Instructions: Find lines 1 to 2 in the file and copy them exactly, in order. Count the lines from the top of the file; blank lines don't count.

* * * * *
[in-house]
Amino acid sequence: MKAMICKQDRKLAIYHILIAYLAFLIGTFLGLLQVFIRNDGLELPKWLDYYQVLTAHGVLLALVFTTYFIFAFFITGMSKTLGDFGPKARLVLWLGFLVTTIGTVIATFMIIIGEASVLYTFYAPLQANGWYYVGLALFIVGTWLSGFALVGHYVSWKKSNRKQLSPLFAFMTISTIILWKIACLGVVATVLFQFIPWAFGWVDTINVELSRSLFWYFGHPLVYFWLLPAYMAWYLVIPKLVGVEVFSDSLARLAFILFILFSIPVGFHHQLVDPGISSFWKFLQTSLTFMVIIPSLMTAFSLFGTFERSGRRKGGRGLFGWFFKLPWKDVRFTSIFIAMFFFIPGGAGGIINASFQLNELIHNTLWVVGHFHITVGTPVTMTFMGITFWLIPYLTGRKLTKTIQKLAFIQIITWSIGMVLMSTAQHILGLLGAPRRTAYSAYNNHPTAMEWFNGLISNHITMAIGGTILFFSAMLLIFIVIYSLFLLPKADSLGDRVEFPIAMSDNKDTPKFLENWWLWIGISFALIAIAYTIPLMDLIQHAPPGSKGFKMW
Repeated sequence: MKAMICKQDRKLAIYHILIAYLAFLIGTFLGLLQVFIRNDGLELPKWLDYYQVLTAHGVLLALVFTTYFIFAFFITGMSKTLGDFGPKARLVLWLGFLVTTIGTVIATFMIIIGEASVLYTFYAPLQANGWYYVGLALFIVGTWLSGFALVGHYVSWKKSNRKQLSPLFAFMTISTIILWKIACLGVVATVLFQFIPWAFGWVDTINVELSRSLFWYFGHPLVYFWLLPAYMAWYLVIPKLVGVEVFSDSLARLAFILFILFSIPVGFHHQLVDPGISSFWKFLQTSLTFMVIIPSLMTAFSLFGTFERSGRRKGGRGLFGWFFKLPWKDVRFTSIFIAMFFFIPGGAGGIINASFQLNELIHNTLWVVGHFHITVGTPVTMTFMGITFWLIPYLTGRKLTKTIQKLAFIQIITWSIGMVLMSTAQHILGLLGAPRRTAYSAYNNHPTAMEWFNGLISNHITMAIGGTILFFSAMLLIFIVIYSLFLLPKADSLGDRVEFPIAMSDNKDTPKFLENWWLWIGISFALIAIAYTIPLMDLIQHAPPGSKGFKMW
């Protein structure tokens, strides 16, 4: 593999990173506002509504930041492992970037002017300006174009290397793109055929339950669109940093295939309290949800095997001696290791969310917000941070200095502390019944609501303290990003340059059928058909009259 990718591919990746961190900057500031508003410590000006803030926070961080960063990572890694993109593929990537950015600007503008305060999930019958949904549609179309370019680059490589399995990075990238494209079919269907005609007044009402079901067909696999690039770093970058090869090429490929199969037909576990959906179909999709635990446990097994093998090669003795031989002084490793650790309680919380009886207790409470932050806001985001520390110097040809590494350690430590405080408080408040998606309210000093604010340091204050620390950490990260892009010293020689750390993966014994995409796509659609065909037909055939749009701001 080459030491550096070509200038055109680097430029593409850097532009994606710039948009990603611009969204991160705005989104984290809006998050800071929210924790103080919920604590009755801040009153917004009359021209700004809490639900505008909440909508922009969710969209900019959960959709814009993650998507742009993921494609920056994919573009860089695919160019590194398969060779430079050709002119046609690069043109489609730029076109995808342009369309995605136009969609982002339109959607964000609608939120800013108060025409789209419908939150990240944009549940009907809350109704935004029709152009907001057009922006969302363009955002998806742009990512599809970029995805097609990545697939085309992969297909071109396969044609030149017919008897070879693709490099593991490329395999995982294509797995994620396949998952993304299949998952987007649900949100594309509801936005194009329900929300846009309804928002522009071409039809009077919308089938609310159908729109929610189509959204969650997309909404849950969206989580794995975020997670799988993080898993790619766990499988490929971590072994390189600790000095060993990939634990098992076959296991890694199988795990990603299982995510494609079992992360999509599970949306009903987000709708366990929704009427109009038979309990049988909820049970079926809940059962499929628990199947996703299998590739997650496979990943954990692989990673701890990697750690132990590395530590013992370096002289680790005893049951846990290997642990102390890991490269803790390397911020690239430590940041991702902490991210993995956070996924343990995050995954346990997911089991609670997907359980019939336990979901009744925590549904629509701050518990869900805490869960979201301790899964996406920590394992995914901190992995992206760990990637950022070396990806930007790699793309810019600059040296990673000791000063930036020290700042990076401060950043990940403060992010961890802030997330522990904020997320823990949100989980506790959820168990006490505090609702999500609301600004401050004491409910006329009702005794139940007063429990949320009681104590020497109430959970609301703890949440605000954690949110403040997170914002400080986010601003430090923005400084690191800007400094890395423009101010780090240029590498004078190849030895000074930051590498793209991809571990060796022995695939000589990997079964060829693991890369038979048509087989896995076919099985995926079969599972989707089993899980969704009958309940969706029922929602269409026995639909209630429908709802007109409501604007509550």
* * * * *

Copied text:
[in-house]
Amino acid sequence: MKAMICKQDRKLAIYHILIAYLAFLIGTFLGLLQVFIRNDGLELPKWLDYYQVLTAHGVLLALVFTTYFIFAFFITGMSKTLGDFGPKARLVLWLGFLVTTIGTVIATFMIIIGEASVLYTFYAPLQANGWYYVGLALFIVGTWLSGFALVGHYVSWKKSNRKQLSPLFAFMTISTIILWKIACLGVVATVLFQFIPWAFGWVDTINVELSRSLFWYFGHPLVYFWLLPAYMAWYLVIPKLVGVEVFSDSLARLAFILFILFSIPVGFHHQLVDPGISSFWKFLQTSLTFMVIIPSLMTAFSLFGTFERSGRRKGGRGLFGWFFKLPWKDVRFTSIFIAMFFFIPGGAGGIINASFQLNELIHNTLWVVGHFHITVGTPVTMTFMGITFWLIPYLTGRKLTKTIQKLAFIQIITWSIGMVLMSTAQHILGLLGAPRRTAYSAYNNHPTAMEWFNGLISNHITMAIGGTILFFSAMLLIFIVIYSLFLLPKADSLGDRVEFPIAMSDNKDTPKFLENWWLWIGISFALIAIAYTIPLMDLIQHAPPGSKGFKMW